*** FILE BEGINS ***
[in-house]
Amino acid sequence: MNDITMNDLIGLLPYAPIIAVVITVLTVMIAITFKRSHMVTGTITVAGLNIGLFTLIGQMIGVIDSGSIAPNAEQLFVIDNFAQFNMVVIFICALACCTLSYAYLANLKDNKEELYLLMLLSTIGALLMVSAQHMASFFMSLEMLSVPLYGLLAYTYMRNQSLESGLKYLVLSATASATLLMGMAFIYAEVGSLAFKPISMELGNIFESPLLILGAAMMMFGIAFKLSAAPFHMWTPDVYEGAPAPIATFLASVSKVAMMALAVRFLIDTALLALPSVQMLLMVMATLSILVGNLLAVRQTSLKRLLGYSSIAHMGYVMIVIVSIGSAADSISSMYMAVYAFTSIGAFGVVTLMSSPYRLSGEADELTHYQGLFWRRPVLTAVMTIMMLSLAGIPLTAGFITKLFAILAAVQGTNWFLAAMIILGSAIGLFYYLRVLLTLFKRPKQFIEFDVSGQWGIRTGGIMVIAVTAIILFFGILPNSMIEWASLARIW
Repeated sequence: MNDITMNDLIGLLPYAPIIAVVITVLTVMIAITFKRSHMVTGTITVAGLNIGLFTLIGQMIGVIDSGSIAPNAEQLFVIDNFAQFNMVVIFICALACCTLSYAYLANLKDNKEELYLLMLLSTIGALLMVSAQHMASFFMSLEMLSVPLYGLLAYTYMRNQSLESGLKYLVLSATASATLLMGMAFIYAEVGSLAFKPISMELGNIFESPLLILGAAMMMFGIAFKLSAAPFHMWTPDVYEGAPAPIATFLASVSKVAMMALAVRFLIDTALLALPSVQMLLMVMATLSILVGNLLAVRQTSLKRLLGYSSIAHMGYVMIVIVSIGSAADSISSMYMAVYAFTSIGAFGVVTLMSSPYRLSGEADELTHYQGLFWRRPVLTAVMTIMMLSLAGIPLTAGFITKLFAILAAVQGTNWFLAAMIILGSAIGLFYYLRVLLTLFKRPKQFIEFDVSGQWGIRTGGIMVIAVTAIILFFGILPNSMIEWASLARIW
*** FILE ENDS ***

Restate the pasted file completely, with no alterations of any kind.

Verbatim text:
[in-house]
Amino acid sequence: MNDITMNDLIGLLPYAPIIAVVITVLTVMIAITFKRSHMVTGTITVAGLNIGLFTLIGQMIGVIDSGSIAPNAEQLFVIDNFAQFNMVVIFICALACCTLSYAYLANLKDNKEELYLLMLLSTIGALLMVSAQHMASFFMSLEMLSVPLYGLLAYTYMRNQSLESGLKYLVLSATASATLLMGMAFIYAEVGSLAFKPISMELGNIFESPLLILGAAMMMFGIAFKLSAAPFHMWTPDVYEGAPAPIATFLASVSKVAMMALAVRFLIDTALLALPSVQMLLMVMATLSILVGNLLAVRQTSLKRLLGYSSIAHMGYVMIVIVSIGSAADSISSMYMAVYAFTSIGAFGVVTLMSSPYRLSGEADELTHYQGLFWRRPVLTAVMTIMMLSLAGIPLTAGFITKLFAILAAVQGTNWFLAAMIILGSAIGLFYYLRVLLTLFKRPKQFIEFDVSGQWGIRTGGIMVIAVTAIILFFGILPNSMIEWASLARIW
Repeated sequence: MNDITMNDLIGLLPYAPIIAVVITVLTVMIAITFKRSHMVTGTITVAGLNIGLFTLIGQMIGVIDSGSIAPNAEQLFVIDNFAQFNMVVIFICALACCTLSYAYLANLKDNKEELYLLMLLSTIGALLMVSAQHMASFFMSLEMLSVPLYGLLAYTYMRNQSLESGLKYLVLSATASATLLMGMAFIYAEVGSLAFKPISMELGNIFESPLLILGAAMMMFGIAFKLSAAPFHMWTPDVYEGAPAPIATFLASVSKVAMMALAVRFLIDTALLALPSVQMLLMVMATLSILVGNLLAVRQTSLKRLLGYSSIAHMGYVMIVIVSIGSAADSISSMYMAVYAFTSIGAFGVVTLMSSPYRLSGEADELTHYQGLFWRRPVLTAVMTIMMLSLAGIPLTAGFITKLFAILAAVQGTNWFLAAMIILGSAIGLFYYLRVLLTLFKRPKQFIEFDVSGQWGIRTGGIMVIAVTAIILFFGILPNSMIEWASLARIW